I had a boyfriend when I was in my twenties who I knew was hiding something from me. Of course I didn’t know right away. But as I got to know him, got to know his behaviour, his mannerisms, I knew when something changed. And it all started with him getting a pager. This was in the early 90s. No one had a pager back then unless they were a doctor or a drug dealer. Most couples fight about money or infidelity (or possible infidelity). We fought about him having a pager. No matter what time of day or night he would return the page then we would have to go to a parking lot somewhere to meet someone. Usually his sister’s boyfriend (who also had a pager). After months of asking him what it was for I finally said if he didn’t tell me I would leave him. He confessed that if he told me I would leave him for sure. As a writer of suspense fiction I pictured dead bodies hidden all over the city. Or shady drug deals. It turns out he was selling credit card numbers. Not as bad as I’d feared but still criminal. Back then I was still unsure of myself in a lot of ways so I stayed with him rationalizing that at least he wasn’t selling drugs or killing people.

 

You know your family and your friends probably better than anyone else you know. But how well do you really know them?

 

Reflections by Cindy Carroll

Reflections by Cindy Carroll

Reflections:  When a cursed inn replaces her friends with evil reflections a woman fights to get the genuine articles back before the doubles kill her.

A road trip goes wrong for a group of friends trying to help one of them get over a break up. They find an inn where the mirrors are cursed. They realize they don’t know each other as well as they thought they did.

Buy on Amazon: http://amzn.to/1avH00L, Buy on Amazon Canada: http://amzn.to/15oFc4a  Buy on Barnes and Noble: http://bit.ly/19Ti2ux  Buy on Kobo: http://bit.ly/13CBz9M

 Check out Cindy’s website: http://www.cindycarroll.com

Follow Cindy on Twitter: http://www.twitter.com/CindyPCarroll

Like Cindy on Facebook: http://www.facebook.com/AuthorCindyCarroll

Have you ever been to a museum that requires scuba gear?

We have Mount Vesuvius to thank for many things, including the Phlegraean Fields – the real-life inspiration for Dante’s Inferno. But if you’re looking for adventure off the beaten path and an outdoor piece of history that is a little bit more pleasant than the gateway to the underworld, I recommend the Underwater Archeological Park of Baiae.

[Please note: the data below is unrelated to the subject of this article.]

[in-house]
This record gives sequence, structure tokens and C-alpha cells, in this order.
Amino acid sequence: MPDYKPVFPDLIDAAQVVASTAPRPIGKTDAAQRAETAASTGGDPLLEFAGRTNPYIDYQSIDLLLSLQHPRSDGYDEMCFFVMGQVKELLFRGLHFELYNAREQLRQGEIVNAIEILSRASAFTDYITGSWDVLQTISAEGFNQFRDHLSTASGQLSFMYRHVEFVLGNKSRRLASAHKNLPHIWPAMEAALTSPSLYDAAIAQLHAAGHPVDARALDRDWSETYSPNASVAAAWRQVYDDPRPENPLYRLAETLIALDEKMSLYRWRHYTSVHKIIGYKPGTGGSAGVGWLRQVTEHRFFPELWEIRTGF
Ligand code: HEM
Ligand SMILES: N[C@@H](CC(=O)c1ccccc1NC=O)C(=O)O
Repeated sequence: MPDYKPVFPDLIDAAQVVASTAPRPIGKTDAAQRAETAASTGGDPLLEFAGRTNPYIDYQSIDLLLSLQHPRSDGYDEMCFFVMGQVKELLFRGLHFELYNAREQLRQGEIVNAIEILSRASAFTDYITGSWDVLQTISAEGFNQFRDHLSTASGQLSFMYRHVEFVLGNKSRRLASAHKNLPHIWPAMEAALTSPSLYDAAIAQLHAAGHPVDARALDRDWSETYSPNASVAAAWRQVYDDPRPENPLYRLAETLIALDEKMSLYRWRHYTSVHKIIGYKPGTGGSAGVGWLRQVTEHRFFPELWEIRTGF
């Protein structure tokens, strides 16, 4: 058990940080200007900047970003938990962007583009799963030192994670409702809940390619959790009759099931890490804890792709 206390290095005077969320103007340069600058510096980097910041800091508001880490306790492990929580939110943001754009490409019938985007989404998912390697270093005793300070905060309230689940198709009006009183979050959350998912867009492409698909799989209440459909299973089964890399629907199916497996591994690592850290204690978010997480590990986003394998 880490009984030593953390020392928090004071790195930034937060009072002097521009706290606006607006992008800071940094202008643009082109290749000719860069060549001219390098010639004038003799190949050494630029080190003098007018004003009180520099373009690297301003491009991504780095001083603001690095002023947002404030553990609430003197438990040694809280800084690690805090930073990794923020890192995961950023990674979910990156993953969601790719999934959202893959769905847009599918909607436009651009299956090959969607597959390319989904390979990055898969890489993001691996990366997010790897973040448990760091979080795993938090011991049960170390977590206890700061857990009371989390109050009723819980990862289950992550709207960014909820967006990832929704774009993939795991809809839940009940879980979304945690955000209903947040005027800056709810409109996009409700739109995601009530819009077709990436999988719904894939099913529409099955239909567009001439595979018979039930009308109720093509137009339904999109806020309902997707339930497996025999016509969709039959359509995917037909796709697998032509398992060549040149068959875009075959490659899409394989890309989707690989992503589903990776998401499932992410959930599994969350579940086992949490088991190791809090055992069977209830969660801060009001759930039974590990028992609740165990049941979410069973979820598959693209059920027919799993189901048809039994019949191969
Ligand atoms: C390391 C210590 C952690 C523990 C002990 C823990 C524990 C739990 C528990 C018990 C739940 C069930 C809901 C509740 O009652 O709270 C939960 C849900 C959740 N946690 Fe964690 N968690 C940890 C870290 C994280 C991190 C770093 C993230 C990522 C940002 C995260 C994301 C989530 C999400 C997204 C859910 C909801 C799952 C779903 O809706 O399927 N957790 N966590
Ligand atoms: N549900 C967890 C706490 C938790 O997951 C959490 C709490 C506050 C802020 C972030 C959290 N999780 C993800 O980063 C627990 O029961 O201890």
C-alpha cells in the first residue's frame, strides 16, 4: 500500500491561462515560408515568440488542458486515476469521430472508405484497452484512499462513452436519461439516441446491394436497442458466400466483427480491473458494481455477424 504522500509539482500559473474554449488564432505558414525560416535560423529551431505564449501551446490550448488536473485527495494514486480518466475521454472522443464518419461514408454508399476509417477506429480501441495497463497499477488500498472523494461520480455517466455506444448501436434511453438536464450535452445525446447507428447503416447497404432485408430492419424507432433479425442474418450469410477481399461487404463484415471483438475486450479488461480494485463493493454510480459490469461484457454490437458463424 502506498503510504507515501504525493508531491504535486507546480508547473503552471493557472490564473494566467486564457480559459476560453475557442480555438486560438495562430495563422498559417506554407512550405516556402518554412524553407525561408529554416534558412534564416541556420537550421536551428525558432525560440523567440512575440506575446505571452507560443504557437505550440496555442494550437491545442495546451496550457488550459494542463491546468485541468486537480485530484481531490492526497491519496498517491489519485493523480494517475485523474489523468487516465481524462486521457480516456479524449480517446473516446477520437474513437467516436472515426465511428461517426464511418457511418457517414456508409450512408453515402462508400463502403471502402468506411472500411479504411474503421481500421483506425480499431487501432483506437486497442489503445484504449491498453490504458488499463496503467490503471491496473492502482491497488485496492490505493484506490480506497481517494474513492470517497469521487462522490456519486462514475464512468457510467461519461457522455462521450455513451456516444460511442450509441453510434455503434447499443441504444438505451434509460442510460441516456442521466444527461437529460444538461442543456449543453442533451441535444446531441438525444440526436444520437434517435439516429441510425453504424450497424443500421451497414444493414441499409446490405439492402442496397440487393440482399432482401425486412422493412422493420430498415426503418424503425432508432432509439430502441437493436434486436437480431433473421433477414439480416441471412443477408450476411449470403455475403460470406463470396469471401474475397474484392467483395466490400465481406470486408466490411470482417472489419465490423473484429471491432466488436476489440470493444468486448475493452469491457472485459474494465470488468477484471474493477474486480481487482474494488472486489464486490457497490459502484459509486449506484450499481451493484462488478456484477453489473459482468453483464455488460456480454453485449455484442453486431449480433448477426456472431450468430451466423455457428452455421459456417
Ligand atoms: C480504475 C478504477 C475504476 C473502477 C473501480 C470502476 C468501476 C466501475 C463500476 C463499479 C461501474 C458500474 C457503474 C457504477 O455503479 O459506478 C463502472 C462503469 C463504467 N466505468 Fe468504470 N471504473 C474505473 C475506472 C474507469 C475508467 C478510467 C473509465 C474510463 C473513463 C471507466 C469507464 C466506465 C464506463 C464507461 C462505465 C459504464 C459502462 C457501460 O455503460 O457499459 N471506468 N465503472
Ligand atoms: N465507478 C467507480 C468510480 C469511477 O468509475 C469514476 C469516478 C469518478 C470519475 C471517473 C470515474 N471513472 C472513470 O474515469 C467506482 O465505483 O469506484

The ancient Roman ruins of Southern Italy were submerged in the mid-1500s following a series of bradyseism events triggered by the never-quite-dormant volcano. Whether it is more tragic that they fell into the sea, or more interesting that we can visit them today accompanied by schools of fish, is left to the judgment of the visitor.

Antonia Minor Statue

Antonia Minor Statue

The Nymphaeum dates to the first century AD. It contains several statues including the one shown here. The statue is Antonia Minor, daughter of Mark Anthony with his wife Octavia, and great-grandmother of Emperor Nero.

Villa Protiro Mosaic Floor

Villa Protiro Mosaic Floor

Imagine swimming across the floor in a mansion.

Villa Protiro was a large colonnaded villa featuring multiple marble and mosaic floors. Several of them are still remarkably intact, and today’s visitor to the Underwater Archeologic Park scoots along above them, brushing sand away to reveal the intricate designs.

L Pisonis Pipe Identifying Villa

L Pisonis Pipe Identifying Villa

A beta reader of mine called B.S. when I described in my novel an underwater lead pipe with the name of the plumbing’s owner inscribed. “Who engraves their name on their plumbing?” She asked.

Lucius Piso, that’s who.

The fact that the Romans had piped plumbing two thousand years ago is remarkable enough in itself. The fact that they evidently personalized said plumbing is just plain crazy. The Pisonian Villa was identified as a summer residence of Lucius Piso by a length of lead pipe displaying his name. Of course, the main residence of Lucius Piso was the Herculaneum residence known today as the Villa dei Papiri.

Piso was the father-in-law of Julius Caesar.

Aerial View of Portus Julius

Aerial View of Portus Julius

Portus Julius was a massive port covering more than 10 hectares. It was this port that was first discovered from the air during World War II, an observation that led to the ultimate discovery of the entire ancient ruin of Baiae.